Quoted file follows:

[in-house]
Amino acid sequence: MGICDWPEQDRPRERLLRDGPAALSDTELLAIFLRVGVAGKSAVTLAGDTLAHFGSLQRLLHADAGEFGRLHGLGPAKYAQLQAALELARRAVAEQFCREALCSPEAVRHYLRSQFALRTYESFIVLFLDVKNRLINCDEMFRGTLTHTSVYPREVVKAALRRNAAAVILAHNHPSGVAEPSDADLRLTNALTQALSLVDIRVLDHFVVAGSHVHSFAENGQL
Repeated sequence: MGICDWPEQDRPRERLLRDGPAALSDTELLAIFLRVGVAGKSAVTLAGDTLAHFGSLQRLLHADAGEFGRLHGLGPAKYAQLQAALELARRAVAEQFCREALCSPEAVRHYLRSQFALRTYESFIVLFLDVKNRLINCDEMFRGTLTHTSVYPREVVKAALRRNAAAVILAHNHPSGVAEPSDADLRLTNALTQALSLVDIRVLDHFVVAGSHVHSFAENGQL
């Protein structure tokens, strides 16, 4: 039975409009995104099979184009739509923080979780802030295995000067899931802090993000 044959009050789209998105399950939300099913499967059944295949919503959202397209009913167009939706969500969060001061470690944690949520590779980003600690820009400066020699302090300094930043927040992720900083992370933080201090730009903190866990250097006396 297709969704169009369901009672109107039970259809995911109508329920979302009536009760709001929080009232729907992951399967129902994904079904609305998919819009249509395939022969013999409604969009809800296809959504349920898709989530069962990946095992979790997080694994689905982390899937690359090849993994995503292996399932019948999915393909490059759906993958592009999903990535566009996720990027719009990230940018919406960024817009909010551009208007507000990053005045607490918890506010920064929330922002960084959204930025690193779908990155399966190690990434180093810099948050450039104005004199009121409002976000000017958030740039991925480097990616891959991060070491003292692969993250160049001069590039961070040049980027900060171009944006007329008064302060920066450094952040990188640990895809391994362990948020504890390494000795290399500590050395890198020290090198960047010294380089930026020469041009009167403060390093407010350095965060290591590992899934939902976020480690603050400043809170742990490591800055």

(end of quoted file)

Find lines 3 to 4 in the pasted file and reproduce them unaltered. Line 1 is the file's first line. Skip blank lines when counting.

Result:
Repeated sequence: MGICDWPEQDRPRERLLRDGPAALSDTELLAIFLRVGVAGKSAVTLAGDTLAHFGSLQRLLHADAGEFGRLHGLGPAKYAQLQAALELARRAVAEQFCREALCSPEAVRHYLRSQFALRTYESFIVLFLDVKNRLINCDEMFRGTLTHTSVYPREVVKAALRRNAAAVILAHNHPSGVAEPSDADLRLTNALTQALSLVDIRVLDHFVVAGSHVHSFAENGQL
């Protein structure tokens, strides 16, 4: 039975409009995104099979184009739509923080979780802030295995000067899931802090993000 044959009050789209998105399950939300099913499967059944295949919503959202397209009913167009939706969500969060001061470690944690949520590779980003600690820009400066020699302090300094930043927040992720900083992370933080201090730009903190866990250097006396 297709969704169009369901009672109107039970259809995911109508329920979302009536009760709001929080009232729907992951399967129902994904079904609305998919819009249509395939022969013999409604969009809800296809959504349920898709989530069962990946095992979790997080694994689905982390899937690359090849993994995503292996399932019948999915393909490059759906993958592009999903990535566009996720990027719009990230940018919406960024817009909010551009208007507000990053005045607490918890506010920064929330922002960084959204930025690193779908990155399966190690990434180093810099948050450039104005004199009121409002976000000017958030740039991925480097990616891959991060070491003292692969993250160049001069590039961070040049980027900060171009944006007329008064302060920066450094952040990188640990895809391994362990948020504890390494000795290399500590050395890198020290090198960047010294380089930026020469041009009167403060390093407010350095965060290591590992899934939902976020480690603050400043809170742990490591800055």